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Discussion Starter #1
Hey Shane I was wondering what all is involved with converting an old skool mechanical fuel injection system to efi. Do you need a computer and various sensors etc to make this work? I'm sure its beyond my capabilites but i was just wondering.... BTW your motor looks awesome:) :cool: :)

 

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You do need a computer and some but not all the sensors of a modern car. I used an Accel computer(the older gen 6 version). With Alpha N tuning you don't need much in the way of sensors. The main brain as far as sensors are concerned is the throttle position sensor(TPS). Not only does it control the fuel map but also does the timing if the dist. is computer controlled. I used the small HEI from Camero/Firebirds 88-92 or full size V8 truck 88-95(?). A map sensor is not needed. You could get away without an air temp sensor but a water temp. sensor will make warm-ups easier. You need an Idle Air controller(IAC) to let the computer control the idle(warm-ups, a/c, and auto. trans. engagement). A knock sensor can be used to help protect the engine should the timing map be wrong. It shouldn't be used as part of the timing control though because when it sences detonation it pulls the timing back to a safe margin which in turn is not an optimum setting. Right now I'm in the middle of doing an Enderle(similar to the Hilborn seen above) for the 421. I'm trying to set it up to tune in a conventional manner using a map sensor to fine tune the fuel and timing maps. A vaccum line has to connect to each port below the butterfly which in turn is connected to a common manifold. This will supply a vacuum sorce for the map sensor. I also need another set of eight vacuum lines, to go to a manifold, to supply vaccum for a pcv. Then I need eight more lines connected to a manifold which is connected to the IAC. This supplies makeup air to control the idle. I wanted these lines to be hidden so I've run all the lines and manifolds under the intake. from the underside of the intake I have three lines coming out the rear of the intake which will go to respected places. Very busy looking under the intake with 27 vacuum lines and three manifolds. All for the sake of making the intake look simple and uncluttered above. Sorry for the long post. You're not asleep yet are you?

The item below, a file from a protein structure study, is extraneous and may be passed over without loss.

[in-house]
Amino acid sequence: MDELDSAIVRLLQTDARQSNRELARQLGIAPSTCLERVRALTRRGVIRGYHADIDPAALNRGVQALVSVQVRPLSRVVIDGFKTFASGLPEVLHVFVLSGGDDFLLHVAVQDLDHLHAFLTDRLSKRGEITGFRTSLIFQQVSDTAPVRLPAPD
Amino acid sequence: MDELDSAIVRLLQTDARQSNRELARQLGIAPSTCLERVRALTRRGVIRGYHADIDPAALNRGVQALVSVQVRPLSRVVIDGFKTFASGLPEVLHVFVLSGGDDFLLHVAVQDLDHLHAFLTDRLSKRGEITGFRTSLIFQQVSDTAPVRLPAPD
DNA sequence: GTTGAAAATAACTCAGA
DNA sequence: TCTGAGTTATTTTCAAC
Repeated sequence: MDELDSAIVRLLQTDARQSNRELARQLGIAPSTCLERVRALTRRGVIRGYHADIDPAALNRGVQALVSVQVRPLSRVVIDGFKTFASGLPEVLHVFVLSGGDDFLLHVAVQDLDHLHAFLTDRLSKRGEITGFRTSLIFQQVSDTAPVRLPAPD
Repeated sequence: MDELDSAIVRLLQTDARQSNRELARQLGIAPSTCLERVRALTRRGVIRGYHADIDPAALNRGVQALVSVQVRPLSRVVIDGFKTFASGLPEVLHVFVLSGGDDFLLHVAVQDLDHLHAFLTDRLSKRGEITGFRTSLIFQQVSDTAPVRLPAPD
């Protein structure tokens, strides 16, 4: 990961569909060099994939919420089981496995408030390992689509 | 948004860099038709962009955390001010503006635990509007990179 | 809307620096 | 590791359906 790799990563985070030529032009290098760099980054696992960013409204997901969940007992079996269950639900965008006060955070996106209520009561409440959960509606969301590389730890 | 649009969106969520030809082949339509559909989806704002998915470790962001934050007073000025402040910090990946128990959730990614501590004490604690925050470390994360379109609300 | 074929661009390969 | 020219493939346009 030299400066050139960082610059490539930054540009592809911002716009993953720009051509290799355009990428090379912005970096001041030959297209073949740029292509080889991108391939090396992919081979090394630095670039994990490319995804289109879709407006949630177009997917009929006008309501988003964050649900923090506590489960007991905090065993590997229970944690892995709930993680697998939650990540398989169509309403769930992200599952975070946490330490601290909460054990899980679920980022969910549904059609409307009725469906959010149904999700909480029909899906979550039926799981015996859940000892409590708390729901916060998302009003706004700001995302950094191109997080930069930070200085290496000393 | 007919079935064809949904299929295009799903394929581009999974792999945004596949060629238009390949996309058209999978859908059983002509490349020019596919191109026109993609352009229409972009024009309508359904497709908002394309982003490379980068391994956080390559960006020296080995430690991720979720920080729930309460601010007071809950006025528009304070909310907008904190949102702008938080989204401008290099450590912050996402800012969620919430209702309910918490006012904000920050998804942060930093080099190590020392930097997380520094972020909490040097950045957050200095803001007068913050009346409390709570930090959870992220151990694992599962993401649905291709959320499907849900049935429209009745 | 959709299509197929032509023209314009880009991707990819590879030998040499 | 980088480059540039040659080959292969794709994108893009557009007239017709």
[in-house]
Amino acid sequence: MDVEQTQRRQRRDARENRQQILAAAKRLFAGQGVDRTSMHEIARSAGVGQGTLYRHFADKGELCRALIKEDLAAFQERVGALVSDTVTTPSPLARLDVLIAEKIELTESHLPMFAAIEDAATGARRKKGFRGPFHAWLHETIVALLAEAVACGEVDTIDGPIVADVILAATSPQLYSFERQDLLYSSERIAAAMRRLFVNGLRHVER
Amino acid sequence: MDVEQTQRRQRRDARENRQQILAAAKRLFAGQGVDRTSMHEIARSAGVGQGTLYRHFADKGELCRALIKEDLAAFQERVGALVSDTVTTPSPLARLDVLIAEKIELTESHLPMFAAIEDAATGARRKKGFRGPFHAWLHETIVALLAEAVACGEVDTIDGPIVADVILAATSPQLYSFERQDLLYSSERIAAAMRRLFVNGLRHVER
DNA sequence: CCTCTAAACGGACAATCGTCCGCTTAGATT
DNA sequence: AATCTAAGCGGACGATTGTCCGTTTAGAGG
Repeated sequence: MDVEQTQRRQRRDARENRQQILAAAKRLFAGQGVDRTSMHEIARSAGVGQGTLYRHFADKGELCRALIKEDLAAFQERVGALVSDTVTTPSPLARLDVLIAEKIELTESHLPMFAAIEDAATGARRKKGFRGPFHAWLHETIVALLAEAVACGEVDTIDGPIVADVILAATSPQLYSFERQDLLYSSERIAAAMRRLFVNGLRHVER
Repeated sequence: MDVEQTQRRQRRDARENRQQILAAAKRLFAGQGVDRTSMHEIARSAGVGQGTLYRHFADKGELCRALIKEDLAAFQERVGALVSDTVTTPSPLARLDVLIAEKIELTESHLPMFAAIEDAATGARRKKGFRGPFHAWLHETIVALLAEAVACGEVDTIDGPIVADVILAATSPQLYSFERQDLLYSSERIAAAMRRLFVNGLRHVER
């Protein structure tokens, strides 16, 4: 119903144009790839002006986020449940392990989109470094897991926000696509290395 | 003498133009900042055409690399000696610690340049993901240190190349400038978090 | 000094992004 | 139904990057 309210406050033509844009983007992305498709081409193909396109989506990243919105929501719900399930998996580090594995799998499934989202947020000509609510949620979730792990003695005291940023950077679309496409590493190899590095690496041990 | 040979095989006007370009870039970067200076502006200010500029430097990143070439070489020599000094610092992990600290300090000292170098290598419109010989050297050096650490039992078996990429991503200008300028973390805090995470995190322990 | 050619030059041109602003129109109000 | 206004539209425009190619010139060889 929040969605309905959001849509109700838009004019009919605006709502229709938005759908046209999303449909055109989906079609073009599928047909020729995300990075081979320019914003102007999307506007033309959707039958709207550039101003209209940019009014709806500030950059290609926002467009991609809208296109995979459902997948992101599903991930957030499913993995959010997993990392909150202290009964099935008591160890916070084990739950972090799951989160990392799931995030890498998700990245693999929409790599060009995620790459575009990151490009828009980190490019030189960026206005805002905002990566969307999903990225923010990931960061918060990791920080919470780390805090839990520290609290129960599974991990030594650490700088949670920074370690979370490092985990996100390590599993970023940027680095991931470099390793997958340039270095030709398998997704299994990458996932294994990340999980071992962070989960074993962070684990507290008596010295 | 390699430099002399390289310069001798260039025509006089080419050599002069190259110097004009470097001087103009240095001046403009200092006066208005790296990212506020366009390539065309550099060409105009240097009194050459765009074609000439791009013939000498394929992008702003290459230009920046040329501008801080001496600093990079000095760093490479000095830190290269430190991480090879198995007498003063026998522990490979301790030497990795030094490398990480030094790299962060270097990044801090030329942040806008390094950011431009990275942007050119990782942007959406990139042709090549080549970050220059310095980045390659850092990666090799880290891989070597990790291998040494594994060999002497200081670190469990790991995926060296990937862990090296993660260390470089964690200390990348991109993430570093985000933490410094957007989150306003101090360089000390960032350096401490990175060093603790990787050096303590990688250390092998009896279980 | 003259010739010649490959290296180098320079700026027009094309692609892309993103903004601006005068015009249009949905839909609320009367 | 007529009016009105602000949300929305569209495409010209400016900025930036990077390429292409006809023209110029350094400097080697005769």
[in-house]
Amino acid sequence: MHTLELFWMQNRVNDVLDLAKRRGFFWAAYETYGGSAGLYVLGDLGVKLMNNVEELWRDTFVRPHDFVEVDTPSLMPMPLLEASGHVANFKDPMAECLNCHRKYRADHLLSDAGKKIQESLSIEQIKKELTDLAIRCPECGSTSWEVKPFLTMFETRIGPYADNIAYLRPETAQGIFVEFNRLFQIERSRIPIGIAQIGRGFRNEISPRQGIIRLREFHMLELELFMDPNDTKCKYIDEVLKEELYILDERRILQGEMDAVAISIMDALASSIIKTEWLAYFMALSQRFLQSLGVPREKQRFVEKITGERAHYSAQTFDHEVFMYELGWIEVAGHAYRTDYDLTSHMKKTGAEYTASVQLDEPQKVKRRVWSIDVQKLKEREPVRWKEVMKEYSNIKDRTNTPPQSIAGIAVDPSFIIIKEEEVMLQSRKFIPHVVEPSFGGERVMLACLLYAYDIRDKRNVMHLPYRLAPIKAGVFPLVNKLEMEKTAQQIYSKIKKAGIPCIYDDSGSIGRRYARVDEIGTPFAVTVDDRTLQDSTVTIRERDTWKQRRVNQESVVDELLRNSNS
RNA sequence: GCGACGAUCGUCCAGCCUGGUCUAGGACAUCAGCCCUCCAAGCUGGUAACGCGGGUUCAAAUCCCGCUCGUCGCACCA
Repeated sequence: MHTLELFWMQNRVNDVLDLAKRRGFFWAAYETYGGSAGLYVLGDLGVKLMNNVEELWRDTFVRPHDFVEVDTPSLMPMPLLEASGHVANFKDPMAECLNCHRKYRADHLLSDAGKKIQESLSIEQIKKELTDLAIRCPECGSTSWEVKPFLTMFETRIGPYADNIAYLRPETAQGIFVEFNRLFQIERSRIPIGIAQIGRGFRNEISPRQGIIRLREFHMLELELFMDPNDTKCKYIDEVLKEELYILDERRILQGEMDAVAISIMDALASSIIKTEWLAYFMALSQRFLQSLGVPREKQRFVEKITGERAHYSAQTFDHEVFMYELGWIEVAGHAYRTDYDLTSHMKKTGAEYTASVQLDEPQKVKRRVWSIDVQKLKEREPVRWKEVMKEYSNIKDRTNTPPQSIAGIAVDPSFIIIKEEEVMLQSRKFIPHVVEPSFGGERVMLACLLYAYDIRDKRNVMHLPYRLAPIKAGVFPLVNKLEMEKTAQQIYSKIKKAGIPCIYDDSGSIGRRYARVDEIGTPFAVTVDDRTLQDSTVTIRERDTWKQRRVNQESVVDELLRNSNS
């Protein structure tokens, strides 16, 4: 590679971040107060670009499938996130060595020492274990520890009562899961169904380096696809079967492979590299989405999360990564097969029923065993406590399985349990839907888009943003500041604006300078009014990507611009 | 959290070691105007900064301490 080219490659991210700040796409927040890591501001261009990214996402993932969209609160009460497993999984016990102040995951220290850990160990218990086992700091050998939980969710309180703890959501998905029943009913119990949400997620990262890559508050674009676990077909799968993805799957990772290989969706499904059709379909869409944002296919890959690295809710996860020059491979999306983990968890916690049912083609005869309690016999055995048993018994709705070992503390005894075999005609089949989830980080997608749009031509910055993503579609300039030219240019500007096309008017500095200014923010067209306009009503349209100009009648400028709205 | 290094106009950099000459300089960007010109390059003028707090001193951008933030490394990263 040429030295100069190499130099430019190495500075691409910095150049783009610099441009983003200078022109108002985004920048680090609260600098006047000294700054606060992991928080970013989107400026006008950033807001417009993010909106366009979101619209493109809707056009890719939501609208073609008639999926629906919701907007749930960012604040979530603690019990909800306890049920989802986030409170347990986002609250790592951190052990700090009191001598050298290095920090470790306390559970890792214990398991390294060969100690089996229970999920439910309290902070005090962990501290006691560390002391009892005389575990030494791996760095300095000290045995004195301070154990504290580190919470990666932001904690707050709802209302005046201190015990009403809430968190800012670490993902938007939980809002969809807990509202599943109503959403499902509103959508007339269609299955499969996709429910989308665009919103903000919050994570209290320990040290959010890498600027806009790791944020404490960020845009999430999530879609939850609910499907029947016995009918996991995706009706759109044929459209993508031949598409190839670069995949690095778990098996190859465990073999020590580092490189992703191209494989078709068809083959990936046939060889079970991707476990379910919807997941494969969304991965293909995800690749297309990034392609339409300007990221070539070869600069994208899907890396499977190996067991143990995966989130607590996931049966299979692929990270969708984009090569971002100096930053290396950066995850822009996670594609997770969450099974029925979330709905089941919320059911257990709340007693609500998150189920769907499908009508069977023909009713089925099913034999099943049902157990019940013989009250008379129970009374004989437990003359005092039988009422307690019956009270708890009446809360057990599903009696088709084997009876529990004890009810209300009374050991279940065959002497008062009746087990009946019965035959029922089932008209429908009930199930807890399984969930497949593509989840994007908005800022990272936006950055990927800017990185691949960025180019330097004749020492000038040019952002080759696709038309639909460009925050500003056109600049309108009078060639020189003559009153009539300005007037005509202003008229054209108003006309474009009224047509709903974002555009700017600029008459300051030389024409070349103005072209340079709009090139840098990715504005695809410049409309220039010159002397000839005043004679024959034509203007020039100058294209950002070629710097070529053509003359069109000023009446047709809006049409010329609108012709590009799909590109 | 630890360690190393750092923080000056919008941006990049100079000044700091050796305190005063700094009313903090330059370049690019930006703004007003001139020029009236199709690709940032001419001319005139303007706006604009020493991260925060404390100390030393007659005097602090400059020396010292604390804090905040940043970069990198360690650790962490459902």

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Discussion Starter #3
Shane, thanks for the info....not to worry about the length of the post it was very informative...not a chance I was asleep....lol....have you ever ran the old mechanical injection as is or have you always modified it to efi? :)
 

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Always modified it to efi. It can be run on the street but it's a very difficult tune and not really the best way. Mechanical fuel injection, of these type of systems, have fuel coming out of the injector jets 100% of the time. bypass system meters some of the fuel for the engine and returns the rest back to the tank. The problem is in setting the two or three bypass set ups so that the fuel is metered correctly sothat not too much or too little is getting into the cylinders. Efi times the delivery in pulses of fuel at the time it needs it. Batch fired fueled systems send fuel in twice(once when the valve is still closed) while sequential systems send in the fuel once in the four stroke sequence. Of the two types of systems the sequential is the better but it does come with a price. That being the price.
 
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